Spaulding v. University of Washington

Decision Date26 November 1984
Docket NumberNo. 82-3038,82-3038
Citation740 F.2d 686
Parties35 Fair Empl.Prac.Cas. 217, 26 Wage & Hour Cas. (BN 1335, 34 Empl. Prac. Dec. P 34,496, 19 Ed. Law Rep. 92 Margaret SPAULDING, et al., Plaintiffs-Appellants, and James Bush, et al., Intervenors-Appellants, v. UNIVERSITY OF WASHINGTON, Defendant-Appellee.
CourtU.S. Court of Appeals — Ninth Circuit

Richard S. White, Lish Whitson, Pauline V. Smetka, and Karen J. Vanderlaan, Helsell, Fetterman, Martin, Todd & Hokanson, Seattle, Wash., for plaintiffs-appellants.

Sidney J. Strong, Halverson & Strong, Seattle, Wash., for intervenors-appellants.

John J. Aslin, Richard Ottesen Prentke, Perkins, Coie, Stone, Olsen & Williams, Seattle, Wash., Kenneth Eikenberry, Atty. Gen., Olympia, Wash., James B. Wilson, Jr., Elsa Kircher Cole, Asst. Attys. Gen., Seattle, Wash., for defendant-appellee.

Robert E. Williams, Douglas S. McDowell, Lorence L. Kessler, McGuiness & Williams, Washington, D.C., for amicus curiae Equal Employment Advisory Council.

Dennis J. Alessi, Kansas City, Mo., for American Nurses' Assoc.

Appeal from the United States District Court for the Western District of Washington.

Before WALLACE, ANDERSON, and SCHROEDER, Circuit Judges.

WALLACE, Circuit Judge:

Appellants are past and present members of the faculty of the University of Washington School of Nursing (the nursing faculty). One of them, Ruth Fine, has served as an associate administrator of the University's hospital, as the director of nursing services, and as an associate professor. The intervenors, also past and present members of the nursing faculty, join in this appeal.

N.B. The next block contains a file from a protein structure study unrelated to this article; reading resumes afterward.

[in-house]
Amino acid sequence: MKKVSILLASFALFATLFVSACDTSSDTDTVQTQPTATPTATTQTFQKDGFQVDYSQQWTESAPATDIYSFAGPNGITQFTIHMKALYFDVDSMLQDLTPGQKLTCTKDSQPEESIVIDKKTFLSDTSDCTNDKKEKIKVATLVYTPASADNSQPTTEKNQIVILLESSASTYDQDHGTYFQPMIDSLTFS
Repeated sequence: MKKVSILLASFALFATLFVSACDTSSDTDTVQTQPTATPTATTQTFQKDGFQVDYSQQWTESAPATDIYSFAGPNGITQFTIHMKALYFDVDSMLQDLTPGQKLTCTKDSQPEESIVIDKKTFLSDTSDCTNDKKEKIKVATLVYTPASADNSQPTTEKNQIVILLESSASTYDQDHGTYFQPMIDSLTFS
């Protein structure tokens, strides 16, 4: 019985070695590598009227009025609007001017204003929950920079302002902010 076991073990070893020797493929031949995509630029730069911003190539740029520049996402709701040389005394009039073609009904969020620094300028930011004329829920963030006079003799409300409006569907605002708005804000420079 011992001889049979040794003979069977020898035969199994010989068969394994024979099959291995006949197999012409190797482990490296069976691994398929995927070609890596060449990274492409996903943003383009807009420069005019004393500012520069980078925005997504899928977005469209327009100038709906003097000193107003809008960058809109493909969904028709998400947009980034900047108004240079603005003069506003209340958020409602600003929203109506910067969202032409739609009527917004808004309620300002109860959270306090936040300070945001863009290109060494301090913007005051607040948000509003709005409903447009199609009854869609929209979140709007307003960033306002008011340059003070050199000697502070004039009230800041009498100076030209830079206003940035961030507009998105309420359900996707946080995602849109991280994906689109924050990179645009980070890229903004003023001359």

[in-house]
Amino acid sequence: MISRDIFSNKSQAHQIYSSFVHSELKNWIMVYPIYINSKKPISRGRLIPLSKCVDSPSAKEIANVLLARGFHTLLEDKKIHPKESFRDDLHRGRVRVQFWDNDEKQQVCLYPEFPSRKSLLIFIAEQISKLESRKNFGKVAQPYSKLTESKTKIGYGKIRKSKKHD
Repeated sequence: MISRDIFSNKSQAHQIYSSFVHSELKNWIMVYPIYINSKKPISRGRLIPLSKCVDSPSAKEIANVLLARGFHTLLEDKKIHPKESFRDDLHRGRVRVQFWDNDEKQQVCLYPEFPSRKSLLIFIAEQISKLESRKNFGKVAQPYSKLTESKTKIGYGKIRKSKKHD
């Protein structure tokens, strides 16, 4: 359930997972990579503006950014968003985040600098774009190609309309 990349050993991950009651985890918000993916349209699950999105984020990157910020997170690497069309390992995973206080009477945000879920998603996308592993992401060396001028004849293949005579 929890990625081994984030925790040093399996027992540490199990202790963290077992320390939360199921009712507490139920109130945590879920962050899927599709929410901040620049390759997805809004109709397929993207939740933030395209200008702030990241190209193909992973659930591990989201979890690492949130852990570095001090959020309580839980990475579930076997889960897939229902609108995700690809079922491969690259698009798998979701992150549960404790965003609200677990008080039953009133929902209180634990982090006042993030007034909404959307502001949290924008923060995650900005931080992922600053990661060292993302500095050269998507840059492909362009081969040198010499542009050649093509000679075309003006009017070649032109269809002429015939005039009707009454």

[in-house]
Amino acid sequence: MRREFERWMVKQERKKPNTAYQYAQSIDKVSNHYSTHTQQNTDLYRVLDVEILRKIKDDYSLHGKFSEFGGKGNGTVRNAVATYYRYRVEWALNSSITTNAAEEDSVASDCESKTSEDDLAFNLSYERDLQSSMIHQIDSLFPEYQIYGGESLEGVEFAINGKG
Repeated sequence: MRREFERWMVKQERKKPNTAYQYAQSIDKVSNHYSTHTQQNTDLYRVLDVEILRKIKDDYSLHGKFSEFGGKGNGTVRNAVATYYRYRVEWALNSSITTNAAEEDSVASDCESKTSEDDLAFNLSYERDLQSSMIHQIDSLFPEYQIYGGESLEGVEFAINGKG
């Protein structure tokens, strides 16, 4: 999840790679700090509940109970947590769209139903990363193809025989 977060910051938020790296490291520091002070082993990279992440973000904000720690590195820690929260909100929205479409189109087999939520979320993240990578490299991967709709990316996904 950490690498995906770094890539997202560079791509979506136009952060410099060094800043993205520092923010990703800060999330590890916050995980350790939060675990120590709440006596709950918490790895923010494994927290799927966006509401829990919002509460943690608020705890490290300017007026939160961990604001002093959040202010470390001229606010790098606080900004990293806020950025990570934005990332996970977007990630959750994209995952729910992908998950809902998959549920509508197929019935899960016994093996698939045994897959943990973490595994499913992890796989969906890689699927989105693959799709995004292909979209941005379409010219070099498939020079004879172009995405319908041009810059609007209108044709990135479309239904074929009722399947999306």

The nursing faculty filed suit in the district court alleging that the University engaged in discriminatory compensation practices in violation of 42 U.S.C. Sec. 1983, the Equal Pay Act, and Title VII. The district court sua sponte referred the case to a United States Magistrate sitting as a special master. After the nursing faculty presented its case, the special master issued a report recommending dismissal of the action pursuant to rule 41(b) of the Federal Rules of Civil Procedure. The district court granted the motion for an involuntary dismissal. We have jurisdiction under 28 U.S.C. Sec. 1291.

The nursing faculty argues that the district court erred in not reviewing the special master's findings de novo, that we must consequently engage in de novo review, and that the district court erred in dismissing the action under rule 41(b). On its substantive claims, the nursing faculty contends that it demonstrated that the University violated section 1983 and the Equal Pay Act, that it made out a prima facie showing of discrimination prohibited by Title VII under both the disparate treatment and disparate impact models, that the University cannot rely on a "competitive marketplace" defense, and that the nursing faculty is entitled to recover attorneys' fees. We affirm.


For purposes of this appeal, we accept the facts agreed to by the parties, the evidence admitted during presentation of the nursing faculty's case, and the district court's factual findings. Because the case was dismissed under Federal Rule of Civil Procedure 41(b) after the nursing faculty presented its case, the University did not present its case.